Determinants of Respiratory Health in Young Adults
To measure lung function and respiratory symptom status in a large cohort of healthy, non-smoking 18-22 year old subjects, and relate these measurements to past histories of passive smoke and air pollution exposures.
|Study Design:||Observational Model: Natural History|
|Study Start Date:||April 1993|
|Estimated Study Completion Date:||March 1998|
While the natural history of human lung function growth and decline has been studied intensively over the past 30 years, relatively few data have been collected during the period in which peak volumetric function is achieved, i.e., around the age of 20. As a result, very little is known about the factors, both demographic and environmental, which influence maximal attained lung function.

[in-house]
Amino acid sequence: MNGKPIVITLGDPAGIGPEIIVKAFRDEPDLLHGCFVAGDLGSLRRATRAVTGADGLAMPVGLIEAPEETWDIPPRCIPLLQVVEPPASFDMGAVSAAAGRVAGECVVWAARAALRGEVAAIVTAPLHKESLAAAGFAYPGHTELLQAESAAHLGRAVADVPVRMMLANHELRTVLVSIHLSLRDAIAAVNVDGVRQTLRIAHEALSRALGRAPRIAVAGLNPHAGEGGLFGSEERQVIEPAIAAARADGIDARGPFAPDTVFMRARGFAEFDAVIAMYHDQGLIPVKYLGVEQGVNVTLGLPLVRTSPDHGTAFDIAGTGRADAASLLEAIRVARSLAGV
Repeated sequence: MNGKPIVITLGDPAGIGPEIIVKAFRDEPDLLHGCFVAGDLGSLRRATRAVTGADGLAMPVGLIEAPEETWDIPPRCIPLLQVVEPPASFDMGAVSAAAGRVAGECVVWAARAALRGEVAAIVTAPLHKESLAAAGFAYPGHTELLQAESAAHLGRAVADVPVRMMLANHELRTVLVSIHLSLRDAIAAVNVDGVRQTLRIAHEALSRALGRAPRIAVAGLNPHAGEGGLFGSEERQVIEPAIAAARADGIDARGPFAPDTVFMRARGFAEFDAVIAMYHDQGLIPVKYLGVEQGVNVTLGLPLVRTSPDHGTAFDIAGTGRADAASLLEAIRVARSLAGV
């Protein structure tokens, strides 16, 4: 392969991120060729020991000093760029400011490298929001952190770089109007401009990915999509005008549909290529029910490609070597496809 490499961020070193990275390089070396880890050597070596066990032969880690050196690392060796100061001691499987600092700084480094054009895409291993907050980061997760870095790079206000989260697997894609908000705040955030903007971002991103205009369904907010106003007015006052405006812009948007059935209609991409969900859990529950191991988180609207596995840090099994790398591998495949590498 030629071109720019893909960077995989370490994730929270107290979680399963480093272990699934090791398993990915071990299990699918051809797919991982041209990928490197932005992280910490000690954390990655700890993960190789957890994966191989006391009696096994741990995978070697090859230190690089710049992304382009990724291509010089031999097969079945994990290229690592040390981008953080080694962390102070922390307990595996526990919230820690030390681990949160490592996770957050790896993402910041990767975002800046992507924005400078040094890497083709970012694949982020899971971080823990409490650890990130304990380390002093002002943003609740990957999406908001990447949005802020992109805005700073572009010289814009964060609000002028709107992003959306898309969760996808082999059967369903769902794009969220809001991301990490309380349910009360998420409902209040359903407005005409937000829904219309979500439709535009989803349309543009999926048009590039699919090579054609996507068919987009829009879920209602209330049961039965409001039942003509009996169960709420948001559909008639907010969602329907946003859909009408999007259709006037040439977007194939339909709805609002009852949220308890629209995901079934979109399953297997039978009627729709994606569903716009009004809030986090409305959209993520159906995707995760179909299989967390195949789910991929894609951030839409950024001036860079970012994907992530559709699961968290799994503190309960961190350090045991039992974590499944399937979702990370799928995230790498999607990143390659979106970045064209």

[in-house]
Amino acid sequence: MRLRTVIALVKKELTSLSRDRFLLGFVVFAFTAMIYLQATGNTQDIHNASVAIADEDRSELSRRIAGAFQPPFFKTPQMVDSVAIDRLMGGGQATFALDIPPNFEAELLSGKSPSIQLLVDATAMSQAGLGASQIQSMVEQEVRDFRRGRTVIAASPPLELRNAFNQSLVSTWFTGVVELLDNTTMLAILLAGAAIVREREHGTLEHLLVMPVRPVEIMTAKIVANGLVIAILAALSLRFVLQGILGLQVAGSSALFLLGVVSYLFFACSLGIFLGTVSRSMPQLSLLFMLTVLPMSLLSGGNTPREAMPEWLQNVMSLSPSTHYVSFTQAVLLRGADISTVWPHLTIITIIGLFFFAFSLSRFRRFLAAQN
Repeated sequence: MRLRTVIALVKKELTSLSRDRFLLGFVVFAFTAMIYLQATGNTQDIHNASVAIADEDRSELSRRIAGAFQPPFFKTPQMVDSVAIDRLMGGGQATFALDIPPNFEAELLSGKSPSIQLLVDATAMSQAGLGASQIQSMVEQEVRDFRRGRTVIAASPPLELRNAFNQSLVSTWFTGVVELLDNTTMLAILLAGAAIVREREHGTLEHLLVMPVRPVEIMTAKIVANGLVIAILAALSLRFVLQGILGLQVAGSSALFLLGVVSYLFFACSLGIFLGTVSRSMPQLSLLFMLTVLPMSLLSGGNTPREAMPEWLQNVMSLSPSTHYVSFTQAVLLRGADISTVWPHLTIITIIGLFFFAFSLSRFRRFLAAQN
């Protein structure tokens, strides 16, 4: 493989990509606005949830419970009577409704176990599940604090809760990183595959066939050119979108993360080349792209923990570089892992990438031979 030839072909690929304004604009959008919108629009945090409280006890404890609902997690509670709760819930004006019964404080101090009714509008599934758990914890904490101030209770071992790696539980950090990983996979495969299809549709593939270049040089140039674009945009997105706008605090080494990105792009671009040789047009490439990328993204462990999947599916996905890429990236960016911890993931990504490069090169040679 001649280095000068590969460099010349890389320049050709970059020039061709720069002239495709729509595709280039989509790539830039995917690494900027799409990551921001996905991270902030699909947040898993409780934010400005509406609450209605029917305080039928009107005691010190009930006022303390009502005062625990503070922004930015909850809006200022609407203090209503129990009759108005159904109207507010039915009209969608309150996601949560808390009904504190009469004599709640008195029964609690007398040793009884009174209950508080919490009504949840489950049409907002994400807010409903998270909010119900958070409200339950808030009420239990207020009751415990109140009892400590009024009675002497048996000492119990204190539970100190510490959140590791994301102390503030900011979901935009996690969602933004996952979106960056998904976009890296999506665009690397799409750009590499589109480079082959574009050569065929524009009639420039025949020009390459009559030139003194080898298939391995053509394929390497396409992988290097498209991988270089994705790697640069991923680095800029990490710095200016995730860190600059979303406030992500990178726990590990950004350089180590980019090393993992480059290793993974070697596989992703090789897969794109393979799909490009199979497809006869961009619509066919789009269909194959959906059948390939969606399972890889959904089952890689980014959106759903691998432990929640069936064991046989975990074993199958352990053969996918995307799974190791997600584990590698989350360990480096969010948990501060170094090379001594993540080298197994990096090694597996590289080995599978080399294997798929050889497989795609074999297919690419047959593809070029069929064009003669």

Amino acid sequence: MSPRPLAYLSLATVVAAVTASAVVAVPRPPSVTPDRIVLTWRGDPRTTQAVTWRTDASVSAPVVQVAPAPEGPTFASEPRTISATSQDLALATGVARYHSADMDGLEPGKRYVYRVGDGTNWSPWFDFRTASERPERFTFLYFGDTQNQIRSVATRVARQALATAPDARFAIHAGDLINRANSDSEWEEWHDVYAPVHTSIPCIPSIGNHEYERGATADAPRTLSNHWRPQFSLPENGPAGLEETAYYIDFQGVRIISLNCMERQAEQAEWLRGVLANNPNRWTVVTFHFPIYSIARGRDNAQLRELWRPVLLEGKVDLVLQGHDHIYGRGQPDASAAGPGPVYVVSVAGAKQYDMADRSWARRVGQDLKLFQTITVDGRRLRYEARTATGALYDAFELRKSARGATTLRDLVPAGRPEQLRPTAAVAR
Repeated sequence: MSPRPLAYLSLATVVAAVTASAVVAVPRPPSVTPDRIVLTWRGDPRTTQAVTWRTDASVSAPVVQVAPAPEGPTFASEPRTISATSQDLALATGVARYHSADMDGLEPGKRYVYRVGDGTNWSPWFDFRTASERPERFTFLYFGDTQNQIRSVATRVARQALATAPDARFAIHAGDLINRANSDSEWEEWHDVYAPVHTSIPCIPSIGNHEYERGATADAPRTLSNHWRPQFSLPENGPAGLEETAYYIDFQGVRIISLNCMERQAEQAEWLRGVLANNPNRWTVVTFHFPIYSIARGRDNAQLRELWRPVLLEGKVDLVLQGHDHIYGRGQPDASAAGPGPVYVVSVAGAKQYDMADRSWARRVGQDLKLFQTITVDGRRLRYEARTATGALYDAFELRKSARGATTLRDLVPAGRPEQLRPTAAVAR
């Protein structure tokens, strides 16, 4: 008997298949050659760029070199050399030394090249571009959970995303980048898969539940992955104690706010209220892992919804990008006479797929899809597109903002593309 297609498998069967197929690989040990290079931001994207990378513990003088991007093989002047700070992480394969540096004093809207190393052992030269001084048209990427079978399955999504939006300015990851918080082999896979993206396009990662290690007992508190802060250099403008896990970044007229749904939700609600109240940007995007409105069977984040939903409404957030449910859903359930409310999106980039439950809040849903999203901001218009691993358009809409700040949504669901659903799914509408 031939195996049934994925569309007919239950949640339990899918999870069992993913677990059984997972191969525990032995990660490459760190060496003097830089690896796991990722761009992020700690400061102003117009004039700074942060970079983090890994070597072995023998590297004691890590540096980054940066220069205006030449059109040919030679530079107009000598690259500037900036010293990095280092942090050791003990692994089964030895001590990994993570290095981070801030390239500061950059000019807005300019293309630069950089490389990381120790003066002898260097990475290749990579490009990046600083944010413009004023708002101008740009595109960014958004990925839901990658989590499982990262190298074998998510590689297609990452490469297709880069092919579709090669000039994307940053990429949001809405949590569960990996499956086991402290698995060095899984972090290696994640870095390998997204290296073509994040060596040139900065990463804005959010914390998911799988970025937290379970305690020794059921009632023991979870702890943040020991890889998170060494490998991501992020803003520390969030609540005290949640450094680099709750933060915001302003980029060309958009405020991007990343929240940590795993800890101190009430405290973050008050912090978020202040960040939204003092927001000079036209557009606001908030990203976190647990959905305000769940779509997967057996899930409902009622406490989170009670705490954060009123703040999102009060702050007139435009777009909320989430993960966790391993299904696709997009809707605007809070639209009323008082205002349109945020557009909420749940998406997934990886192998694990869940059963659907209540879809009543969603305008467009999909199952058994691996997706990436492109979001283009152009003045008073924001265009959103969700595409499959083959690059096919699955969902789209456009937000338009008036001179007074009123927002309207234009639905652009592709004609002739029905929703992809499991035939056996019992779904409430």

The longitudinal study collected information on the history of respiratory illness, residential history, parental smoking, socio-economic status and home characteristics via an initial questionnaire administered to cadets enrolling at West Point. A sequence of four annual measurements of lung function (by spirometry), and prior-year respiratory health status and activity patterns was obtained in the spring of each year. Pollution exposures were estimated by matching residential histories with historical pollution data stored at the Environmental Protection Agency. Data on meteorological variables (temperature, relative humidity, wind speed) and altitude were obtained for each residential location. The four annual lung function measurements provided precise estimates of individual mean levels of FVC, FEV1, FEF25-75, PEFR, and flow rates at 50 percent and 75 percent of expired FVC. Subject-specific lung function level was analyzed in relation to history of parental smoking and prior exposure to air pollution using analysis of variance methods, controlling for potential confounding variables. In addition to testing these hypotheses regarding the respiratory effects of passive smoking and air pollution exposure, the study also explored the effects of these exposures on the change in lung function between the ages of 18 and 22 and on respiratory illness and symptom experience while at West Point. Finally, the study established a cohort which could be followed in future years.